If ever there was a post produced without enthusiasm, this is it. Blame Tom Irvin. You’re not even getting a map extract.
This is the “Contractual Obligation” of blogging, and anyone who knows their Python will know that LP contains the underrated “All Things Dull and Ugly“, which sums up the subject of this piece.
Ember Inns is the Mitchell & Butler brand designed for people who don’t like pubs, but do like their cheap eateries to be identical.
There’s about 150 of them, and they pop up with relentless monotony on my Beer Guide travels, providing no local character or characters.
This one could be anywhere. Mind you, Camberley could be anywhere.
Wetherspoon get slated for their formula, but it’s not just Spoons buildings that vary in size and shape. A Spoons is as likely to attract professional drunks as free-range children, both in short supply in Ember’s monochrome world.
At 5 o’clock, the Crabtree, a mile from Frimley Green and Camberley central, could offer nothing more exciting for the pub blogger than three identically dressed painters drinking Stella at an identical rate, a bloke talking at his wife about gherkins, and a youth sprawled out vertically on that hateful sofa (above).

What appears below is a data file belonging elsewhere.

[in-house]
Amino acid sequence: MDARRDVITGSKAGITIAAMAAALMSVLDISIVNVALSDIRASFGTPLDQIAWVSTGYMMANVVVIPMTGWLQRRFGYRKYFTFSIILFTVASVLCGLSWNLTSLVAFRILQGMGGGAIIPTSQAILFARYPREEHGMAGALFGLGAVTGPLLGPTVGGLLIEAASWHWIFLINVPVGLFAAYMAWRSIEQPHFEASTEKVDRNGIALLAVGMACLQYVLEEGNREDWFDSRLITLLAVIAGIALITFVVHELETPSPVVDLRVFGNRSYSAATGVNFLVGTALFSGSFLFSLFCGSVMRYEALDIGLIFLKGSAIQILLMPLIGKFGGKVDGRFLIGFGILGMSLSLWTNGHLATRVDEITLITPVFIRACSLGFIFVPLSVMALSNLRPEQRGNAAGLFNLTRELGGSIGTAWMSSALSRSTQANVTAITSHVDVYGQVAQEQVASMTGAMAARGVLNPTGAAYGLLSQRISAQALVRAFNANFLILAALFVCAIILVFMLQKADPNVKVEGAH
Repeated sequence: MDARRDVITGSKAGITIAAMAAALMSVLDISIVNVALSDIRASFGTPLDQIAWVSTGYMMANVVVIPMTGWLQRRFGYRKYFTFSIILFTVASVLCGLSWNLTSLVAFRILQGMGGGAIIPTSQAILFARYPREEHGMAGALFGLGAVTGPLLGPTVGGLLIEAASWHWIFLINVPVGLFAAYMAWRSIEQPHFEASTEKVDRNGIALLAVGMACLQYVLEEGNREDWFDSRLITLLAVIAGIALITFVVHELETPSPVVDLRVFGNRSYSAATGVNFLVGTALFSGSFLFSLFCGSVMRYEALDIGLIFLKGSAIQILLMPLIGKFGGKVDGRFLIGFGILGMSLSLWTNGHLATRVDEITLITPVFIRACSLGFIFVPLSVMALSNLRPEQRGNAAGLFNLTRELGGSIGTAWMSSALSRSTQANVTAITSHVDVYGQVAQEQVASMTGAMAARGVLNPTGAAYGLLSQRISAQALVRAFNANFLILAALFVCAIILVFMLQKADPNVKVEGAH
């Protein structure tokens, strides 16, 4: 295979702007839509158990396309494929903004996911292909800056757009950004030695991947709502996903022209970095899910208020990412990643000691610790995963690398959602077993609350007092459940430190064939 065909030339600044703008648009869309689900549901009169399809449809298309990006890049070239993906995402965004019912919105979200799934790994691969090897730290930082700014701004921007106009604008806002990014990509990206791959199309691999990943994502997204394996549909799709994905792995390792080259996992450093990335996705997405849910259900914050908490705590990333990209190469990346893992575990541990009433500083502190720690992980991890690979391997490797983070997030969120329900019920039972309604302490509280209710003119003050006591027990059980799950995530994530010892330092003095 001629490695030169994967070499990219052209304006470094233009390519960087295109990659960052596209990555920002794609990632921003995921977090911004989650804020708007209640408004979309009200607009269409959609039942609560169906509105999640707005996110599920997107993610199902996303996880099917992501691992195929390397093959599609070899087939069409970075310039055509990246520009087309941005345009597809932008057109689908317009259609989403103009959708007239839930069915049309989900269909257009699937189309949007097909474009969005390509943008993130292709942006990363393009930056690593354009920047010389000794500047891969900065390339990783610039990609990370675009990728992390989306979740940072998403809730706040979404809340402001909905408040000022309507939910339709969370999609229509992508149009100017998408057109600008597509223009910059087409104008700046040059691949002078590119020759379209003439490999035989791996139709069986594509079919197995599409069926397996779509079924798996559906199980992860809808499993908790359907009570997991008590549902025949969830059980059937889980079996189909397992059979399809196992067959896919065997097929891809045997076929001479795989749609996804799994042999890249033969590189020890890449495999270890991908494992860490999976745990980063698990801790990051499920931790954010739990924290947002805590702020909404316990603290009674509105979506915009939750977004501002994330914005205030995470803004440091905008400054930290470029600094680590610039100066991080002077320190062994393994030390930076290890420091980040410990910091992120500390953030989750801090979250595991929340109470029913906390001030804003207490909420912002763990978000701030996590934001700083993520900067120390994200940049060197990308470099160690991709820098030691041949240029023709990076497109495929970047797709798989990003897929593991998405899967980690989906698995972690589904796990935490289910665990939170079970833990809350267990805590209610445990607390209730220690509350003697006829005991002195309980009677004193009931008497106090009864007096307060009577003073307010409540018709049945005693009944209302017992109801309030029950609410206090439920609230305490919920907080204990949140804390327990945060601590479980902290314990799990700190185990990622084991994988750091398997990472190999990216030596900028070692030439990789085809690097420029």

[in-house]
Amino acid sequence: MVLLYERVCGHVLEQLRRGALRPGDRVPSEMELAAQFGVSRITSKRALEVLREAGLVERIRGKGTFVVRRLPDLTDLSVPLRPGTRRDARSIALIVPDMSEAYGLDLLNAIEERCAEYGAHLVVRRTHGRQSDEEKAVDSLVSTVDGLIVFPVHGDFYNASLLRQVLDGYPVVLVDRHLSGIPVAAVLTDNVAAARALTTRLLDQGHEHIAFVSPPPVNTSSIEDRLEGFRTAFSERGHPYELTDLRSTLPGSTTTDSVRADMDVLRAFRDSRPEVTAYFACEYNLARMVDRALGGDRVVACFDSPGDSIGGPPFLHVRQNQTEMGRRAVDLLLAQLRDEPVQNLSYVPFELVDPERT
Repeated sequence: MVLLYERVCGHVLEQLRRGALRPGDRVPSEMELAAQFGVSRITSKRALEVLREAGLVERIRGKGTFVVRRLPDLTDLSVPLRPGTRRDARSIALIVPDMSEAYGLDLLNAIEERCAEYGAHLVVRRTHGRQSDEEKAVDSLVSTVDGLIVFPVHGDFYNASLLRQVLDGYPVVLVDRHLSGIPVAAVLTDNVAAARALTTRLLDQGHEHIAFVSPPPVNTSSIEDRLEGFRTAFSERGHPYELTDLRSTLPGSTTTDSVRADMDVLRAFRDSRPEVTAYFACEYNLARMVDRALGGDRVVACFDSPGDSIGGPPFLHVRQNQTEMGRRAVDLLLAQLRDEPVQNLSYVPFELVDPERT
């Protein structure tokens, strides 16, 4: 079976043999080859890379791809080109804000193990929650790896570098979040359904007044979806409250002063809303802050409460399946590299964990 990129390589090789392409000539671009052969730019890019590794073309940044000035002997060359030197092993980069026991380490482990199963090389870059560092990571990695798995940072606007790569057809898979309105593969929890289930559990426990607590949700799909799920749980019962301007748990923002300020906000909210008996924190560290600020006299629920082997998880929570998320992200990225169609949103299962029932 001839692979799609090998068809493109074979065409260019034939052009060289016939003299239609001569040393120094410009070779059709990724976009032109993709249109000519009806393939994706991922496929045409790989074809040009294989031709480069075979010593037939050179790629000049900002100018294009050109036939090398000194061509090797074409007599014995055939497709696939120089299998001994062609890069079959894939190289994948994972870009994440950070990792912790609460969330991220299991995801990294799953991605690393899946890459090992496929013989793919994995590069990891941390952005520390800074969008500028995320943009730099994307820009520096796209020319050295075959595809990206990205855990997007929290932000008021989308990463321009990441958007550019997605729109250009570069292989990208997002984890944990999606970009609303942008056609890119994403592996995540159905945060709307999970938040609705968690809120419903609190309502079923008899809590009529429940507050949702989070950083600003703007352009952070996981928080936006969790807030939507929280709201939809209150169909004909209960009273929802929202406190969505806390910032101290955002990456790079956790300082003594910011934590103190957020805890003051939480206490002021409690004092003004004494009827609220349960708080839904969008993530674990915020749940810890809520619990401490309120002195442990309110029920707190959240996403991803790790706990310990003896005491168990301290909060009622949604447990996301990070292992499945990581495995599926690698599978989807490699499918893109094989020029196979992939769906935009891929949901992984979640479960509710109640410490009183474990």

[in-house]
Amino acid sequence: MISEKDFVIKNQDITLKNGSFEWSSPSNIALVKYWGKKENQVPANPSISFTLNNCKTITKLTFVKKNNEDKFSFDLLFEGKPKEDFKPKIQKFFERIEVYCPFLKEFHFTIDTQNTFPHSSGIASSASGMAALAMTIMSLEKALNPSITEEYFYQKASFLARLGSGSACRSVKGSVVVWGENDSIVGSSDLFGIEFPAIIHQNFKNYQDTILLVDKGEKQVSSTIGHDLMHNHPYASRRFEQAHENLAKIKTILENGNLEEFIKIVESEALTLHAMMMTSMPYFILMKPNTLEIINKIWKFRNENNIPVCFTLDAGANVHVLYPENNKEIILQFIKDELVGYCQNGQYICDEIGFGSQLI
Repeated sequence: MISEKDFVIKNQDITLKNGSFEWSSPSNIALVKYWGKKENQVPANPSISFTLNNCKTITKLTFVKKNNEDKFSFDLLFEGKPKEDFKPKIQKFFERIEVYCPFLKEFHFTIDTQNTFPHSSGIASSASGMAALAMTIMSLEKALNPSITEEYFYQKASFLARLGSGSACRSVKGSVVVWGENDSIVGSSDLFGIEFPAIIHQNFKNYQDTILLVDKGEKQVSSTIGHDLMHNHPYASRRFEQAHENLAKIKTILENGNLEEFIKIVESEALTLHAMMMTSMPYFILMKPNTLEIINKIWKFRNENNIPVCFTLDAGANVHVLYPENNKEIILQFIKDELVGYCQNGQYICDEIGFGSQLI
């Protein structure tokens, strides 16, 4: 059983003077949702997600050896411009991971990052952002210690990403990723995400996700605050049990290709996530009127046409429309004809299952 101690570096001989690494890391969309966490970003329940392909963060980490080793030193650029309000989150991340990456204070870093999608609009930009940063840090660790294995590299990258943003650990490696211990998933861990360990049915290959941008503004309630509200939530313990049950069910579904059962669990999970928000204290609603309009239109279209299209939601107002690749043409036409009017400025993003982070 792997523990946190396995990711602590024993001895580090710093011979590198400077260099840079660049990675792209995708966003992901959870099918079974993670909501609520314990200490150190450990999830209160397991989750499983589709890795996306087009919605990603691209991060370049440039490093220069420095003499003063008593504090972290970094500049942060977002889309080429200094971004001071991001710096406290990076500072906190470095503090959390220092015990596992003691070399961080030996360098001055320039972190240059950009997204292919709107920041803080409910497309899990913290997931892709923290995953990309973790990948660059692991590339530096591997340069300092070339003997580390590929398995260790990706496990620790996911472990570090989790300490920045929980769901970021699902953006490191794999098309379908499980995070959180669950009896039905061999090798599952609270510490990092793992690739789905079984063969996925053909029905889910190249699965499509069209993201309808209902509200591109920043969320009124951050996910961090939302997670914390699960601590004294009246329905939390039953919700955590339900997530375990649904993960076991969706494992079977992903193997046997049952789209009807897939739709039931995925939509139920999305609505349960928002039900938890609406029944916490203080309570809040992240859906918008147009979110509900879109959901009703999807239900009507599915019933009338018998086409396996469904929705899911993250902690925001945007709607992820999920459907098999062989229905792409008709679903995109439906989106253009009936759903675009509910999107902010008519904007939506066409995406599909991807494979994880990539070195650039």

Ember thrives in the suburbs of the Home Counties and Birmingham, where competition is limited. When I first saw them in Selly Oak fifteen years ago they looked quite smart, but like Chef & Brewer they’ve homogenised and cheapened menus since then. They were proudly adult-only at the start, but dropped that to compete with Marstons.
And however much the Spoons beer range has slipped back in the last decade, it will never be as dull as this typical range;
The beer quality, at least, is often OK (see Caversham and Lickey), so I’ve no problem with their GBG presence at all. It was unusual that the Pride wasn’t drinking well here, but even at £2.05 a half, I hadn’t the energy for an argument about a replacement. No-one else was drinking the cask.
They didn’t even have the chip tanks with squid I raved about in the Lickey Hills.
The only think positive I have to say about Maidenhead is that it’s resisted the urge to have an Ember so far. Think how horrific a Maidenhead Ember Inn could be.
NB I’ve actually stayed in Camberley Travelodge twice, for reasons long forgotten. It’s a pleasant, functional town in the same manner as Scunthorpe, but only the Spoons has made the Beer Guide recently.
Can I stop now?